UIGEA, on the other hand, is a 2006 law that specifically applies to financial transactions. This law doesn’t make it illegal to play casino games online. It only makes it illegal to transfer funds to and from sites engaged in illegal online gambling. Since no federal law makes online casino games illegal, UIGEA would seem to only apply in states where online casino games for money are illegal because of the state laws.

Assessing Risk Factors and Making Decisions

Michael Bluejay of Vegasclick.com suggests that a better question to ask about online gambling and Internet casino games is how risky the activity is. Since he’s not a lawyer, I’m not a lawyer, and most of my readers aren’t lawyers, I’d suggest that he has a point. Some activities related to online gambling are clearly riskier than others. According to his analysis, the riskiest activities legally include:

  • Taking sports bets.
  • Processing funds for offshore gambling sites.
  • Advertising online gambling in the major media.

Providing any kind of help to someone who’s placing a sports bet on the Internet is also risky, but not as risky as the activities above. It’s also somewhat risky to take advertising for such activities on a website that doesn’t get the kinds of enormous traffic that Google sees. Bluejay puts it on a par with actually running an online casino.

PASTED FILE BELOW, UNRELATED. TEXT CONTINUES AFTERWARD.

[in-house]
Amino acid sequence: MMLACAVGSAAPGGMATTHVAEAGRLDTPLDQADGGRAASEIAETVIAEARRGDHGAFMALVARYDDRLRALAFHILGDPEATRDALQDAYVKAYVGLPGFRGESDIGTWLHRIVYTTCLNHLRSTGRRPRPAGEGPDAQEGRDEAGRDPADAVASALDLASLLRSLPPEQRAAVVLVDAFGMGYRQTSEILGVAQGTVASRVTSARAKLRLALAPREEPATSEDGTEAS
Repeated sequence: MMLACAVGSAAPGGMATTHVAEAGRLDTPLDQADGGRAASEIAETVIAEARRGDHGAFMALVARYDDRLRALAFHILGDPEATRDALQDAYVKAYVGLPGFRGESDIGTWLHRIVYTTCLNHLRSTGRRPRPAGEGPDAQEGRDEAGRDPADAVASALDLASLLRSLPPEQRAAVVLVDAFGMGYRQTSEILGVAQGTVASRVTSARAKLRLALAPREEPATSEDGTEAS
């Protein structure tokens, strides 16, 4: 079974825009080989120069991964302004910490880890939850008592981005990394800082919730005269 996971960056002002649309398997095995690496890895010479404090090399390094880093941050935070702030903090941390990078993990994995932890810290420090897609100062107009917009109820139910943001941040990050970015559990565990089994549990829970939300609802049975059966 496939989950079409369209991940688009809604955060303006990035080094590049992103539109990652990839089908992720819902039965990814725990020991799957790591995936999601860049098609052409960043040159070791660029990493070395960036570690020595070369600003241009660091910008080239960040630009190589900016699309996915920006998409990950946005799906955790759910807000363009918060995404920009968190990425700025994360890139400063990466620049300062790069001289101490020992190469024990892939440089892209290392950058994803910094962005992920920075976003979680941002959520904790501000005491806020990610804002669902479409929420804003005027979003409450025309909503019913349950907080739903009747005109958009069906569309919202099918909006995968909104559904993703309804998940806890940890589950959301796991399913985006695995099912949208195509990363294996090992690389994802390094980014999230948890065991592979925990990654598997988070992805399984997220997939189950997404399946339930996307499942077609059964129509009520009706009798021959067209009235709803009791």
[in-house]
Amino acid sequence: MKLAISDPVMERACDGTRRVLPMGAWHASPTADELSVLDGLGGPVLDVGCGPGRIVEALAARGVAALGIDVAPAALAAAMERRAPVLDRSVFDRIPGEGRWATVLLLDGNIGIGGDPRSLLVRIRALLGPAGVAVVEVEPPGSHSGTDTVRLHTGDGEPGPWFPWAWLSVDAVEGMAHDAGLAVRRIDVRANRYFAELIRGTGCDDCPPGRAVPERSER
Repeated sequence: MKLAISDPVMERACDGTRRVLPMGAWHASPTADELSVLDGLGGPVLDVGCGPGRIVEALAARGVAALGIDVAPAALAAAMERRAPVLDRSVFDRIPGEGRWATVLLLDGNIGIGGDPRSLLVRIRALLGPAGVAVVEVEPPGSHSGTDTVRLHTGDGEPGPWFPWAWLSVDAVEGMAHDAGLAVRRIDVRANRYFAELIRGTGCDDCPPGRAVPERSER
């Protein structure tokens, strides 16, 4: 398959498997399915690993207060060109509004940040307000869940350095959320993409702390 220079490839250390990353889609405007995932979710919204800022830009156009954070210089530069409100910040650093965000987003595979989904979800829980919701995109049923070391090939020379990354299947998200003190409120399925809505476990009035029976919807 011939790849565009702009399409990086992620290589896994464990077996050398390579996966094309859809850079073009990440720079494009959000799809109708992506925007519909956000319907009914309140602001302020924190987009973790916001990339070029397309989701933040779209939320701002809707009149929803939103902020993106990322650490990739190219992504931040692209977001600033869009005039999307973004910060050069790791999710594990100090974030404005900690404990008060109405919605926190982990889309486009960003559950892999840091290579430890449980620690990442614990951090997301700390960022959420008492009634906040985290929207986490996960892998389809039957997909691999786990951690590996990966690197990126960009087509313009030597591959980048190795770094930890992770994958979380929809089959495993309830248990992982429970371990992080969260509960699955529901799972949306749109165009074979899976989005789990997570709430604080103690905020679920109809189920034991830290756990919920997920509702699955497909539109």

But the least risky activity on the list is clearly placing bets on casino games. Since, to my knowledge, no one has ever been arrested for playing a casino game for money, it’s hard to imagine that enforcement activity is realistically going to affect the average player. Even though the only sensible advice I can offer is to obey the laws in your jurisdiction, it would be silly to suggest that you run any kind of realistic risk of being arrested for playing an Internet slot machine.

When making decisions about this sort of thing, it can help to think about the risks and rewards in these situations. Even if you were to face legal action for playing an online casino game, what would that amount to? In most states, the worst case scenario involves a misdemeanor charge. Misdemeanors rarely result in jail time. In fact, most traffic offenses (like running a stoplight) are misdemeanors. Only you can decide what the rewards are that you’re getting from playing casino games online and whether or not they’re worth that risk.

The Bottom Line about Laws Related to Online Casino Games

Online casino games are not illegal in and of themselves. It’s the wagering of real money on those games that affects their legality. If you’re concerned with following the law in every particular, you’re better off avoiding online casino games for money unless you’re physically located in Delaware, Nevada, or New Jersey. Risk takers, on the other hand, might be better served by analyzing the risks involved and acting accordingly.

Updated: 11.26.2016
Author: Steve Mitchell
Copyright: www.bestusonlinecasinos.net